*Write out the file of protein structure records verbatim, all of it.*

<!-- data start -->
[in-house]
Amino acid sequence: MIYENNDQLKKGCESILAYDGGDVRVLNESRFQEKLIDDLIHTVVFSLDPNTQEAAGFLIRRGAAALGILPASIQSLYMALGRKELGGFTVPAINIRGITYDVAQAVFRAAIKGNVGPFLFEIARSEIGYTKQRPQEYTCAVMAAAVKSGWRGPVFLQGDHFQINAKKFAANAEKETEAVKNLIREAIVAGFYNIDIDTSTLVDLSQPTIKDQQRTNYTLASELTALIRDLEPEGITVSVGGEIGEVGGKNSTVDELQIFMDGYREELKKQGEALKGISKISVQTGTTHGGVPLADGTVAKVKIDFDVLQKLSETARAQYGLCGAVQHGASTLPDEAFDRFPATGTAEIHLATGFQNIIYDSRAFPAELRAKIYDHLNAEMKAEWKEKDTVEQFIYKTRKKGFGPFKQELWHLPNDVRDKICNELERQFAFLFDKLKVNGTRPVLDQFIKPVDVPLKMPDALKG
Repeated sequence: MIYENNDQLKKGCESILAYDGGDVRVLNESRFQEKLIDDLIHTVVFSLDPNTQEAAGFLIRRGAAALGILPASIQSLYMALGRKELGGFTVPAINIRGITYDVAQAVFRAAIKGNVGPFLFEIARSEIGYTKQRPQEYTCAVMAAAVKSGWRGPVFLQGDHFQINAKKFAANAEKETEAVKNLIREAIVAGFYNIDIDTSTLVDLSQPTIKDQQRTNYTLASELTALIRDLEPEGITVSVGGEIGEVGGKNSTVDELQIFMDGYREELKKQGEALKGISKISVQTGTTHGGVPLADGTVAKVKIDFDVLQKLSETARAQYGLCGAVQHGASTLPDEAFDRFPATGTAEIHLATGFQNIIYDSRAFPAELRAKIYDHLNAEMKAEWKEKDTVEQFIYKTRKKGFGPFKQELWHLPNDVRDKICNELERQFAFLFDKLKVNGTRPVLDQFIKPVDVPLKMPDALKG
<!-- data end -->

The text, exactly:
[in-house]
Amino acid sequence: MIYENNDQLKKGCESILAYDGGDVRVLNESRFQEKLIDDLIHTVVFSLDPNTQEAAGFLIRRGAAALGILPASIQSLYMALGRKELGGFTVPAINIRGITYDVAQAVFRAAIKGNVGPFLFEIARSEIGYTKQRPQEYTCAVMAAAVKSGWRGPVFLQGDHFQINAKKFAANAEKETEAVKNLIREAIVAGFYNIDIDTSTLVDLSQPTIKDQQRTNYTLASELTALIRDLEPEGITVSVGGEIGEVGGKNSTVDELQIFMDGYREELKKQGEALKGISKISVQTGTTHGGVPLADGTVAKVKIDFDVLQKLSETARAQYGLCGAVQHGASTLPDEAFDRFPATGTAEIHLATGFQNIIYDSRAFPAELRAKIYDHLNAEMKAEWKEKDTVEQFIYKTRKKGFGPFKQELWHLPNDVRDKICNELERQFAFLFDKLKVNGTRPVLDQFIKPVDVPLKMPDALKG
Repeated sequence: MIYENNDQLKKGCESILAYDGGDVRVLNESRFQEKLIDDLIHTVVFSLDPNTQEAAGFLIRRGAAALGILPASIQSLYMALGRKELGGFTVPAINIRGITYDVAQAVFRAAIKGNVGPFLFEIARSEIGYTKQRPQEYTCAVMAAAVKSGWRGPVFLQGDHFQINAKKFAANAEKETEAVKNLIREAIVAGFYNIDIDTSTLVDLSQPTIKDQQRTNYTLASELTALIRDLEPEGITVSVGGEIGEVGGKNSTVDELQIFMDGYREELKKQGEALKGISKISVQTGTTHGGVPLADGTVAKVKIDFDVLQKLSETARAQYGLCGAVQHGASTLPDEAFDRFPATGTAEIHLATGFQNIIYDSRAFPAELRAKIYDHLNAEMKAEWKEKDTVEQFIYKTRKKGFGPFKQELWHLPNDVRDKICNELERQFAFLFDKLKVNGTRPVLDQFIKPVDVPLKMPDALKG